Tuesday, 22 January 2013

Could the drive for using CAS come from students?

In a previous post I wrote about how Computer Algebra Systems (CAS) are really useful tools for teaching when writing questions: http://digitalmathematics.blogspot.co.uk/2011/08/using-cas-for-writing-questions.html  This focussed on teachers using them for preparation but not necessarily exploiting them in the classroom.

Many teachers are reluctant to use them in lessons when they aren’t allowed in examinations.   There is also the view that the purpose of mathematics lessons is for students to learn processes and therefore a tool that can perform those processes will hamper students’ progress.

CAS is out there

There are free tools available online that have CAS built into them such as websites like Wolfram Alpha, and software such as Geogebra and Microsoft Mathematics.  If students find these they can use them when set basic algebraic tasks.  A series of questions on factorising quadratic equations can be performed very quickly on Wolfram Alpha!

Once students are aware of these then the standard tasks set to them may appear pointless.  They may also question why the school subject of mathematics is not using a widely available tool that everyone has access to.  This could be the driver that leads teachers to think about how CAS can be used effectively in the teaching of mathematics, as opposed to ignoring it or banning it.

When to use CAS

CAS is very powerful and used appropriately can give students access to results very quickly that they would not necessarily be able to find accurately without it, at least not without taking a lot of time.  This gives the scope for relationships to be investigated without the limiting factor of always need to perform processes by hand.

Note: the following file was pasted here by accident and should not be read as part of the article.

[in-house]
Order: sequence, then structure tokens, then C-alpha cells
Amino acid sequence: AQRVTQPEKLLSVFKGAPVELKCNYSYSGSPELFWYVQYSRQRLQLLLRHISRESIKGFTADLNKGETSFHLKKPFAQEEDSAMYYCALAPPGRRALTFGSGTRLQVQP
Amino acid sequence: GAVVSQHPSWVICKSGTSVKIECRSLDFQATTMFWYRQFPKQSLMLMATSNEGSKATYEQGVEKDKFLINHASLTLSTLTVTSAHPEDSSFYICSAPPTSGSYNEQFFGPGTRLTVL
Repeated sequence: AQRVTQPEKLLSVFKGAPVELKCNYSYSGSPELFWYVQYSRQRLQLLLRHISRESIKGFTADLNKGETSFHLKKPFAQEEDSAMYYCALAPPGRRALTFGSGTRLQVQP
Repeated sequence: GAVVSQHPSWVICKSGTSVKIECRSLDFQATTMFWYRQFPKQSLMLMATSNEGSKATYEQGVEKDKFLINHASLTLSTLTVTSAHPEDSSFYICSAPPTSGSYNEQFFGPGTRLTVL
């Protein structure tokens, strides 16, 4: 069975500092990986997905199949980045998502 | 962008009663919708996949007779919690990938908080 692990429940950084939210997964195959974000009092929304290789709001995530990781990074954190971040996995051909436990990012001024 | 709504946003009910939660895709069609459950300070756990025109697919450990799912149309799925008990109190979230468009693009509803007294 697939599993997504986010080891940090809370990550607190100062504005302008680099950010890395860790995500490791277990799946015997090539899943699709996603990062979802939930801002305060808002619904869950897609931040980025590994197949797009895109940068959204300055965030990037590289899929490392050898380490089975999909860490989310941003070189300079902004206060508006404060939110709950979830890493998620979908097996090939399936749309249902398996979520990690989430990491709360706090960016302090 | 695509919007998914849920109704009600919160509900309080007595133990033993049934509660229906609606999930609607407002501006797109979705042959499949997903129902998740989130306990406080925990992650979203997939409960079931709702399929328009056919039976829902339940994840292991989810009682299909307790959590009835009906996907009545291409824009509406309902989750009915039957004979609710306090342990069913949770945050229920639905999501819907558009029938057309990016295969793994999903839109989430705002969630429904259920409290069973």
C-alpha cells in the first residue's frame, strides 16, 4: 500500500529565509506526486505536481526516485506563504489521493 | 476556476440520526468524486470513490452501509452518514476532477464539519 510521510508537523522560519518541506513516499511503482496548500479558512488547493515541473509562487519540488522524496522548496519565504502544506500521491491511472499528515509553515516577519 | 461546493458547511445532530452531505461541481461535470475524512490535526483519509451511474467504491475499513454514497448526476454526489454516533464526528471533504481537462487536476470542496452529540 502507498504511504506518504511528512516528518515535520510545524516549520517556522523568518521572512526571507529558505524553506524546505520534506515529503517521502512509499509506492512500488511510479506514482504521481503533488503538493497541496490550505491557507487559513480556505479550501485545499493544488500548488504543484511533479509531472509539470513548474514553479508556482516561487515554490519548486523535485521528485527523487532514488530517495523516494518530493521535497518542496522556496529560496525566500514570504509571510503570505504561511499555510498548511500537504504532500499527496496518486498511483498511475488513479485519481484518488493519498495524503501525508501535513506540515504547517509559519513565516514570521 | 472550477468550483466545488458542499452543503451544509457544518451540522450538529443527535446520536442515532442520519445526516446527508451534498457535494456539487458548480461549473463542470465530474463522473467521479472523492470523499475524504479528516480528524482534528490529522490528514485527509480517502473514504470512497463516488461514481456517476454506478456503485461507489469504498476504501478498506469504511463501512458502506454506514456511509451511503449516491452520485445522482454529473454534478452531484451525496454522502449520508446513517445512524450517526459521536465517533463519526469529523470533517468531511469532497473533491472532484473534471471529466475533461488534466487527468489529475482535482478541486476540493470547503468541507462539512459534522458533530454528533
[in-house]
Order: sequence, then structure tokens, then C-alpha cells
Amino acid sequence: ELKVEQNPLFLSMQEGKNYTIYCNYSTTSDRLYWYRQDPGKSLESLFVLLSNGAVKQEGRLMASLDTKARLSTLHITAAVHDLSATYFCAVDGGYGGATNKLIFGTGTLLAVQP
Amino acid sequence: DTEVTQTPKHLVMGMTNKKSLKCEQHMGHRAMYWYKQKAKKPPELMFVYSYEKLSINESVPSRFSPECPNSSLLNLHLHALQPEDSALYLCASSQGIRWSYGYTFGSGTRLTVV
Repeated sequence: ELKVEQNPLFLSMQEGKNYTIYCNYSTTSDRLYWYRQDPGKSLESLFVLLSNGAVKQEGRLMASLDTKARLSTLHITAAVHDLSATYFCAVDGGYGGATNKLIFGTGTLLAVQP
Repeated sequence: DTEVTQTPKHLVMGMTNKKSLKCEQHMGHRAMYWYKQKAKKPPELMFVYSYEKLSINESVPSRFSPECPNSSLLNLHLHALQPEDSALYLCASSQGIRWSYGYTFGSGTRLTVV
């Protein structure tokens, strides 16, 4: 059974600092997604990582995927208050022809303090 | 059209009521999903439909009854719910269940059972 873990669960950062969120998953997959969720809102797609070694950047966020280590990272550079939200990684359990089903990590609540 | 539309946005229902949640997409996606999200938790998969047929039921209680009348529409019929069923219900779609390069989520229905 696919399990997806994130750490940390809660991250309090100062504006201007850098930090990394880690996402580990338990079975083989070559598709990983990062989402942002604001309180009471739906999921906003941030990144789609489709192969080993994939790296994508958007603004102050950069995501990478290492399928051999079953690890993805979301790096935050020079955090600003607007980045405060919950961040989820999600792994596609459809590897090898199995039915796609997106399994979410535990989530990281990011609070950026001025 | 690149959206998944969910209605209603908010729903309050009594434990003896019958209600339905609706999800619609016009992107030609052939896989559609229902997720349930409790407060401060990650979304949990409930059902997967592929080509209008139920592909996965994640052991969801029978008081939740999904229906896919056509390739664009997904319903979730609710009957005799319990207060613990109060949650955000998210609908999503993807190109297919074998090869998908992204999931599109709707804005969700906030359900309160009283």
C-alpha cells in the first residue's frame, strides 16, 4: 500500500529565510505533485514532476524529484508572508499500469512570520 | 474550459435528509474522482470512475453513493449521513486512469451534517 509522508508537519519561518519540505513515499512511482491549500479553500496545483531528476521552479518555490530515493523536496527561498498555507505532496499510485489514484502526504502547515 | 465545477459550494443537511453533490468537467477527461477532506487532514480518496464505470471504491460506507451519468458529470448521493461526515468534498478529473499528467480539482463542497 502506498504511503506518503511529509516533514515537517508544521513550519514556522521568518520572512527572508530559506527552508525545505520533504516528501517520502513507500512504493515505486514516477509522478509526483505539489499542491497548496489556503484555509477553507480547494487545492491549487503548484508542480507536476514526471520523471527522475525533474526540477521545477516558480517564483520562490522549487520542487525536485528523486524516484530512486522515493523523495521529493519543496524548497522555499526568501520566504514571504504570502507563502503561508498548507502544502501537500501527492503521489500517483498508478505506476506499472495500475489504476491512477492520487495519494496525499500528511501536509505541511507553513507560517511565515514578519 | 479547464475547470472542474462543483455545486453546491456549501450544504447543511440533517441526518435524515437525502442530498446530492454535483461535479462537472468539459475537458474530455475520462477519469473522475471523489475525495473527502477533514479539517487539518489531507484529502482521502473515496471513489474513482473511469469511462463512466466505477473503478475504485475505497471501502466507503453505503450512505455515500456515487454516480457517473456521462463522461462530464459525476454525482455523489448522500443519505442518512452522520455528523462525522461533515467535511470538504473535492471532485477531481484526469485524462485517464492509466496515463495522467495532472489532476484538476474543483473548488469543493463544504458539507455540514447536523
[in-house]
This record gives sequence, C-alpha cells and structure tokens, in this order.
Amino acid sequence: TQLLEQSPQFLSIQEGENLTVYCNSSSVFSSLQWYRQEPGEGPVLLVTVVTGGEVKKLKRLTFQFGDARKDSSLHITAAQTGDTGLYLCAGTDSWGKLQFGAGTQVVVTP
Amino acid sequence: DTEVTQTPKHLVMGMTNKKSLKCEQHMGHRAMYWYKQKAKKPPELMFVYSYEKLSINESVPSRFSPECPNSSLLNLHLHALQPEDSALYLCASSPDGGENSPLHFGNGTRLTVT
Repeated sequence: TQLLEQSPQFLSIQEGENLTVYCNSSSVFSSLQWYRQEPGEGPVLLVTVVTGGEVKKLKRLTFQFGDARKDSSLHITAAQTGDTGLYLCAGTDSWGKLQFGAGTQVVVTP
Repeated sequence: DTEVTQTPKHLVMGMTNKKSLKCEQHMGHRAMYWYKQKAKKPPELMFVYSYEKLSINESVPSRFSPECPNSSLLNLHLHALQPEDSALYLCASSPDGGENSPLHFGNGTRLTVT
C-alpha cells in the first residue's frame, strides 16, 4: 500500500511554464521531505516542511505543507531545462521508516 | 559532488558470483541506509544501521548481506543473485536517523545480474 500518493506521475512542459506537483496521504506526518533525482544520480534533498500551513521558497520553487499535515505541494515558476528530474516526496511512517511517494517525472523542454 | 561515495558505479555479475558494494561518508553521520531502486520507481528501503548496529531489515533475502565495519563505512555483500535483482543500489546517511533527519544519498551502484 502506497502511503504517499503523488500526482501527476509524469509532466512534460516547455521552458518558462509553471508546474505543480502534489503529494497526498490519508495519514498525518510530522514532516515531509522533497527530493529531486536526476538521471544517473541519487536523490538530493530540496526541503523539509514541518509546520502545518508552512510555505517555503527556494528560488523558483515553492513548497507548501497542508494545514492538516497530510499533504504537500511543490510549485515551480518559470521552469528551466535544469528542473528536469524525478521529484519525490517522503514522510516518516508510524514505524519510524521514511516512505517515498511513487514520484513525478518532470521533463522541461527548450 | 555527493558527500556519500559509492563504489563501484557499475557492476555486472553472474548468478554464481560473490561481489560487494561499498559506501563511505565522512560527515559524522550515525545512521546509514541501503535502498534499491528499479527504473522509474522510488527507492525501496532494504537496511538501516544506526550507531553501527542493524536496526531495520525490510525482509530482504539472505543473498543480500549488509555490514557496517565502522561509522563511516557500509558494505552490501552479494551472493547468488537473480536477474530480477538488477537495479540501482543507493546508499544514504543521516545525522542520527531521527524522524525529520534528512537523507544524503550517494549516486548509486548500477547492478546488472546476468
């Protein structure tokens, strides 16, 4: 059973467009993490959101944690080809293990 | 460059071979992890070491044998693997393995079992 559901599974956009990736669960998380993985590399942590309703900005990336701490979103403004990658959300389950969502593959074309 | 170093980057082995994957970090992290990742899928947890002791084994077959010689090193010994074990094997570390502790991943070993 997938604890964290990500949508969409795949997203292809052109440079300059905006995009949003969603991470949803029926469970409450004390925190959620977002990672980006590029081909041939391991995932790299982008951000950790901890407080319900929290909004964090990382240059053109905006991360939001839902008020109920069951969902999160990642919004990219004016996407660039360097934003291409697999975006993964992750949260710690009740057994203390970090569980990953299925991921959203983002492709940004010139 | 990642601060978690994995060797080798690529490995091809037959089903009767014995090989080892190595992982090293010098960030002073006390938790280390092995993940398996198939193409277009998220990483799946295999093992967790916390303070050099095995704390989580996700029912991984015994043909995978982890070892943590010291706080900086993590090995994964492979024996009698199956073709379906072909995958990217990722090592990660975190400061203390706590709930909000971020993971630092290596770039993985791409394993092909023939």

A parallel can be drawn with four-function calculators and arithmetic.  If a problem required students to divide two numbers I wouldn’t always want them to demonstrate that they could divide these numbers with a pencil and paper method, especially if the numbers were large or given to a lot of decimal places.  I would often be looking for them to know that division was need and that they could give the answer to a suitable degree of accuracy when found using a calculator.  That is not to say there is or there isn’t a place for students learning a pencil and paper method for division but that is a debate for another time.

If the same logic is applied to students who have access to a CAS calculator this would mean that problems could be set where I would be interested in whether students could select the correct process and give a suitable answer.  For example, in a question that required a derivative I would want the students to know that a derivative was needed and to be able to work with the expression for the derivative obtained using CAS but not demonstrate that they could find this by pen-and-paper (such as using the quotient rule).  Again, this is not to say that there isn’t a place for learning the quotient rule.

A lot of the decision as to whether to use CAS comes down to an individual’s perception of what mathematics is.  For those who perceive maths as a series of processes where the mechanics of them are important then CAS can appear like cheating; for those who see it as the relationship between objects then it can be a useful tool for freeing-up students to investigate these relationships.